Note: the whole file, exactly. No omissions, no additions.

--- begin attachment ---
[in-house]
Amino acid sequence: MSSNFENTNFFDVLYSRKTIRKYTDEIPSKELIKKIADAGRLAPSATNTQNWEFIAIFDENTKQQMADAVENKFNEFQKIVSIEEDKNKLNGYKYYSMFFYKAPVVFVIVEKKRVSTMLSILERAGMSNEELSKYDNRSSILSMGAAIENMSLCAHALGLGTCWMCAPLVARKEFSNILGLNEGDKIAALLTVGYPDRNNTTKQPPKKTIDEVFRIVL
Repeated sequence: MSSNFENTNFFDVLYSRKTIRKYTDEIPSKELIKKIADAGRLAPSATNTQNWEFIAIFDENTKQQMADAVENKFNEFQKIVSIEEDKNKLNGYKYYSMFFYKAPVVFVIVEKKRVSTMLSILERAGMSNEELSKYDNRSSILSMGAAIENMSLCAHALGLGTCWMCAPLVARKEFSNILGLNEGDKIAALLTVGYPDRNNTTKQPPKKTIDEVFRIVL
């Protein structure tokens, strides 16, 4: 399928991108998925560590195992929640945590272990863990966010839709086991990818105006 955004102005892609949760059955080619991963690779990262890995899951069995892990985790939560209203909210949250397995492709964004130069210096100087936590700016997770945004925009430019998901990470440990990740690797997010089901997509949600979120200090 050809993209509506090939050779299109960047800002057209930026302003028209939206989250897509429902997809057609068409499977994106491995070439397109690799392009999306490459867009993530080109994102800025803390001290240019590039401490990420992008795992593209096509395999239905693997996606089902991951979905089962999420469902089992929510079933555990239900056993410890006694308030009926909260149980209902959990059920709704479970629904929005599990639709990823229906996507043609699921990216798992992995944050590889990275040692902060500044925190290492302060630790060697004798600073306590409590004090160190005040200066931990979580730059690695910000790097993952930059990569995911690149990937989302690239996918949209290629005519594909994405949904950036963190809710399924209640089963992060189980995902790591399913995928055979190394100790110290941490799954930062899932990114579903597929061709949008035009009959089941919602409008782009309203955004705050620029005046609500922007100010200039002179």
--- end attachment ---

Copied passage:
[in-house]
Amino acid sequence: MSSNFENTNFFDVLYSRKTIRKYTDEIPSKELIKKIADAGRLAPSATNTQNWEFIAIFDENTKQQMADAVENKFNEFQKIVSIEEDKNKLNGYKYYSMFFYKAPVVFVIVEKKRVSTMLSILERAGMSNEELSKYDNRSSILSMGAAIENMSLCAHALGLGTCWMCAPLVARKEFSNILGLNEGDKIAALLTVGYPDRNNTTKQPPKKTIDEVFRIVL
Repeated sequence: MSSNFENTNFFDVLYSRKTIRKYTDEIPSKELIKKIADAGRLAPSATNTQNWEFIAIFDENTKQQMADAVENKFNEFQKIVSIEEDKNKLNGYKYYSMFFYKAPVVFVIVEKKRVSTMLSILERAGMSNEELSKYDNRSSILSMGAAIENMSLCAHALGLGTCWMCAPLVARKEFSNILGLNEGDKIAALLTVGYPDRNNTTKQPPKKTIDEVFRIVL
């Protein structure tokens, strides 16, 4: 399928991108998925560590195992929640945590272990863990966010839709086991990818105006 955004102005892609949760059955080619991963690779990262890995899951069995892990985790939560209203909210949250397995492709964004130069210096100087936590700016997770945004925009430019998901990470440990990740690797997010089901997509949600979120200090 050809993209509506090939050779299109960047800002057209930026302003028209939206989250897509429902997809057609068409499977994106491995070439397109690799392009999306490459867009993530080109994102800025803390001290240019590039401490990420992008795992593209096509395999239905693997996606089902991951979905089962999420469902089992929510079933555990239900056993410890006694308030009926909260149980209902959990059920709704479970629904929005599990639709990823229906996507043609699921990216798992992995944050590889990275040692902060500044925190290492302060630790060697004798600073306590409590004090160190005040200066931990979580730059690695910000790097993952930059990569995911690149990937989302690239996918949209290629005519594909994405949904950036963190809710399924209640089963992060189980995902790591399913995928055979190394100790110290941490799954930062899932990114579903597929061709949008035009009959089941919602409008782009309203955004705050620029005046609500922007100010200039002179």